SAN FRANCISCO – In an October full of comebacks, there has been very little rest for the Giants heading into this World Series. They’re 6-0 when facing elimination, wiping out a 2-0 deficit in the division series against Cincinnati and climbing out of a 3-1 hole in the National League Championship Series against St. Louis.
That series ended here Monday night with a 9-0 victory that saw the final outs recorded with the backdrop of a biblical downpour at AT&T Park. Just 16 hours later, the weary Giants were back at the ballpark to get ready for the Series opener tonight against the Detroit Tigers and face a gaggle of media still doing plenty of talking about the NLCS.
“It was such a special moment, it gave you chills,” outfielder Hunter Pence said here Tuesday. “There we were, all standing in the pouring rain, knowing we were that close to going to the World Series. We have guys on this team who truly love the game and that’s so special, something you’ll always remember.”
“I woke up this morning around 10 or 11,” said second baseman and NLCS MVP Marco Scutaro. “I was like, ‘That was a dream last night? What is this?’”
The Giants and the 1985 Kansas City Royals are the only teams to win six elimination games in the same season (the Royals wiped out 3-1 deficits against Toronto in the ALCS and Cardinals in the World Series). Monday’s win was the Giants’ first postseason clinching game at home since the 2002 NLCS, when they also beat the Cardinals.
“You have to savor special moments like last night, you have to enjoy them, which we did,” said manager Bruce Bochy. “But it’s time to move on now, and the journey is not over. We have a big series here ahead of us, and it’s a little different in the World Series.”
“I don’t really know the Giants that well. I’m kind of getting a crash course on them,” said Tigers manager Jim Leyland. “But to be honest with you, when they were down, 0-2, going into Cincinnati having to win three games, for me that was unbelievable. So nothing surprised me when they got through the championship series after I saw what they did in the division series.”
Bochy admitted his club’s resilience has been his favorite part of its run to a potential second World Series title in three years.
“I think you have to say you’re a little surprised to do it that many times,” Bochy said. “But again, it says a lot about the character of the club and how determined they were not to go home. They just kept fighting, and good things happen when you do that and you don’t give up and you have that never-say-die attitude. That’s how they hit the field every day, like there’s no tomorrow.”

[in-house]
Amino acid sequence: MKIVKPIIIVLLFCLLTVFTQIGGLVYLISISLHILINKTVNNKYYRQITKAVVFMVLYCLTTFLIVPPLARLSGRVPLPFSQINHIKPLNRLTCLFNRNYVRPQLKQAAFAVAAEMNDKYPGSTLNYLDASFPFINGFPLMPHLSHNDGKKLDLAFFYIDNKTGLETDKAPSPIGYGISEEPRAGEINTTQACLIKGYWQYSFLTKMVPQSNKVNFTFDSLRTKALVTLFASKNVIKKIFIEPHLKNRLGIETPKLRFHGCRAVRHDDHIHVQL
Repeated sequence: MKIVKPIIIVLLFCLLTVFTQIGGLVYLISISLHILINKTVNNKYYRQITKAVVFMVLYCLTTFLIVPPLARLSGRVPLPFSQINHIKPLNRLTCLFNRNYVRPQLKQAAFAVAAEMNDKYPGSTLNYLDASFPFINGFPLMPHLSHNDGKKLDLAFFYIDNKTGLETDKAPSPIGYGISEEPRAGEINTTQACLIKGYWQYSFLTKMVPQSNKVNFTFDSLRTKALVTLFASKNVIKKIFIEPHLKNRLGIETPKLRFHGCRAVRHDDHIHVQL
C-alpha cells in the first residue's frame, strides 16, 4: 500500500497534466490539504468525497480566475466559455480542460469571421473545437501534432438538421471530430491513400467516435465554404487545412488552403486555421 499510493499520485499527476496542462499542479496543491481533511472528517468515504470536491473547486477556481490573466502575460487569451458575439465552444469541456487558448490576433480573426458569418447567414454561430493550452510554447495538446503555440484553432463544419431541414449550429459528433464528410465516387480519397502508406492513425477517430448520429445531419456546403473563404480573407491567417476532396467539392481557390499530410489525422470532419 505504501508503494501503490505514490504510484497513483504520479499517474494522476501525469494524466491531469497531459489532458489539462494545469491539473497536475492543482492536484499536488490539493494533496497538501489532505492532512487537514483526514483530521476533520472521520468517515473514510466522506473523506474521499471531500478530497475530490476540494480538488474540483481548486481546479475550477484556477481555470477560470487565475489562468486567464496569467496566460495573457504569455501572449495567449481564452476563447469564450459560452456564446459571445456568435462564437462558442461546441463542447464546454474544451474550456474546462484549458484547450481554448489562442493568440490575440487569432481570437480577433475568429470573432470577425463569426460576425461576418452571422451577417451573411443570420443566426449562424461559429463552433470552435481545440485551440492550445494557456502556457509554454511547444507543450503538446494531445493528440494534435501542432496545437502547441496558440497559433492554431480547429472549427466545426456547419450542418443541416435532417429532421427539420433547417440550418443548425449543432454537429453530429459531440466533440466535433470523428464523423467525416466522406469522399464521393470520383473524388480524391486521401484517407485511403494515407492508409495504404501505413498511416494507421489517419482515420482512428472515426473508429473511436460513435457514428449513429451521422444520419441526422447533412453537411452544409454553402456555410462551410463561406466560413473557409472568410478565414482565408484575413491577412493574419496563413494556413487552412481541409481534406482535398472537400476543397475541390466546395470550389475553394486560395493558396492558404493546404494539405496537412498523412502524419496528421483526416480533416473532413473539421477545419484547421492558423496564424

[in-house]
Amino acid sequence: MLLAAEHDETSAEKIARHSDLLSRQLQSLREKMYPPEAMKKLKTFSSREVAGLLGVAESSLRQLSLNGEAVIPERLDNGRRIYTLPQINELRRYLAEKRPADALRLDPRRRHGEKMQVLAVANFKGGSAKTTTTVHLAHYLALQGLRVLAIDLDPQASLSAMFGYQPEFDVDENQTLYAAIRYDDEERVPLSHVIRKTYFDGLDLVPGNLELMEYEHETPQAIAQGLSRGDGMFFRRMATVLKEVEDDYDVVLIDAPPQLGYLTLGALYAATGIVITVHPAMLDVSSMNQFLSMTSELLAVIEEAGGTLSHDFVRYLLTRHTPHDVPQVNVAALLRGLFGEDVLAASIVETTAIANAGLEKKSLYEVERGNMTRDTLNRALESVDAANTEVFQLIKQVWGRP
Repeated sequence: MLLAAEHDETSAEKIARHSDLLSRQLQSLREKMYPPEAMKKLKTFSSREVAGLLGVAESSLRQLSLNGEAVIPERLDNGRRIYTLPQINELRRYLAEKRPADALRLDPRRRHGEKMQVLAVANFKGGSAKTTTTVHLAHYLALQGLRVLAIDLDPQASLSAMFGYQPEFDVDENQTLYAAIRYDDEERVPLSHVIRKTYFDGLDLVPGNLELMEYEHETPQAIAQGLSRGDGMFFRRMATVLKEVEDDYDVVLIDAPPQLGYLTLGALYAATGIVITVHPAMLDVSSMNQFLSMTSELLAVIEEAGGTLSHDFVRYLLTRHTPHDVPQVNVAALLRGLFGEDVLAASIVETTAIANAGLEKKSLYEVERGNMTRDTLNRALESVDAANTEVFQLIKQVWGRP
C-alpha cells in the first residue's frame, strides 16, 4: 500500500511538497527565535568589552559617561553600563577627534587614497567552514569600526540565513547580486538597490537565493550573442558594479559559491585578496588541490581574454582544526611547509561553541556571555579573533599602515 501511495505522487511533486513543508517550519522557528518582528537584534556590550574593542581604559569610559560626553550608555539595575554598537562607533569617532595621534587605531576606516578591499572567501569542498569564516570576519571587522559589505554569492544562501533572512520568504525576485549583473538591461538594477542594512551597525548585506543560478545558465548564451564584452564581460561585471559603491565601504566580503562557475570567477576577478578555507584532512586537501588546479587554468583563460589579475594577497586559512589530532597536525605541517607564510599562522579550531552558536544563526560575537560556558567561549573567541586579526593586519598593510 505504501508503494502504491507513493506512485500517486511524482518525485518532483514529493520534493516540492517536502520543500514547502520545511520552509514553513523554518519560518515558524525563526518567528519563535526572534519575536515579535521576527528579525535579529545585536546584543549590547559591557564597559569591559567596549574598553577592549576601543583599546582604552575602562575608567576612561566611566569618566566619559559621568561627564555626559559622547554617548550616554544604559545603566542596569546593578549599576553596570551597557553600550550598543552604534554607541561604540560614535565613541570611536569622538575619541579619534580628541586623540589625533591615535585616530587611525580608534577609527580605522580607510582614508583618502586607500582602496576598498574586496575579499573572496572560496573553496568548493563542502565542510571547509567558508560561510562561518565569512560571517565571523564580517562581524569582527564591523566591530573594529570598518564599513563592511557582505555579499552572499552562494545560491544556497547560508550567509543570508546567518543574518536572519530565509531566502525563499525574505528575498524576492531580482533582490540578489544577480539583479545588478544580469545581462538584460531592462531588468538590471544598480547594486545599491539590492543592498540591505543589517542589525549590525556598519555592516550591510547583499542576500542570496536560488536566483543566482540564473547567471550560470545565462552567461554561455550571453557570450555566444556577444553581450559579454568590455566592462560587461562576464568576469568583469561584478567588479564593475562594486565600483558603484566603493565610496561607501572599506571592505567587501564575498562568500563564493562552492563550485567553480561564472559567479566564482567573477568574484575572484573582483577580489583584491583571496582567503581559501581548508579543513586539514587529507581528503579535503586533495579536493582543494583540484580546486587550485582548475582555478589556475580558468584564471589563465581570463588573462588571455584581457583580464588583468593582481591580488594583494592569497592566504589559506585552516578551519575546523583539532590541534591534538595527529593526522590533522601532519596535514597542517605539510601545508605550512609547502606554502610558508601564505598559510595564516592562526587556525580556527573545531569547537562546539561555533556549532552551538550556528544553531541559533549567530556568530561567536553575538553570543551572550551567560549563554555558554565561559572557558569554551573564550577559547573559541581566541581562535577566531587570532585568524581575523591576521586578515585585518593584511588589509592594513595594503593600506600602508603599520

Bochy announced that Madison Baumgarner, Ryan Vogelsong and Matt Cain will follow Barry Zito in the rotation, meaning two-time Cy Young winner Tim Lincecum will continue to pitch in relief.
“He gives us another weapon there,” Bochy said. “He’s resilient. I can use him back-to-back days; I can use him three or four innings if necessary. If something happens, I can start him. So we think that’s the best way to go right now.”
While the Giants have not taken a day off from series to series, the Tigers have been sitting since clinching the American League Championship Series last Thursday against the Yankees. They spent some time playing simulated games in Comerica Park, trying to not accumulate rust they clearly gathered in a similar situation six years ago.
Detroit swept Oakland in the ALCS, then suffered defensive woes and a lack of hitting in losing the World Series in five games to St. Louis.
“It wasn’t like in 2006 where some people would indicate we sat around happy to get there, not doing anything, eating bon bons,” Leyland joked. “That wasn’t the case. We ran into bad weather problems in Detroit, so we were really handicapped. It didn’t really take us by surprise.
“We figured it could possibly happen, but we were actually over at Ford Field (the Detroit Lions’ domed stadium across the street from Comerica Park) trying to run over some bunt plays and stuff. That read good in the newspaper. We thought we weren’t getting a lot out of it, but we were doing the best we could.”
Said Tigers first baseman Prince Fielder: “What is it we play? Eight months straight of baseball? I don’t think five days will throw us off.”
The Bisons will be hosting their annual Game One party tonight at Pettibones Grille inside Coca-Cola Field. The doors open at 7 p.m. and admission is a $5 donation to the United Way. All-you-can-eat chicken wings and Coca-Cola products will be available from 7:30-9 and Game One will be shown on the restaurant televisions. The admission price includes a free ticket to a raffle of 40 game-used road jerseys from the 2012 season.
Beginning at 5 p.m., the team is hosting a sale of numerous game-worn 2012 items in the home clubhouse on the ballpark’s service level. For every $20 spent, customers get an additional raffle ticket. Pre-orders will also be taken for the franchise’s 25th anniversary season DVD.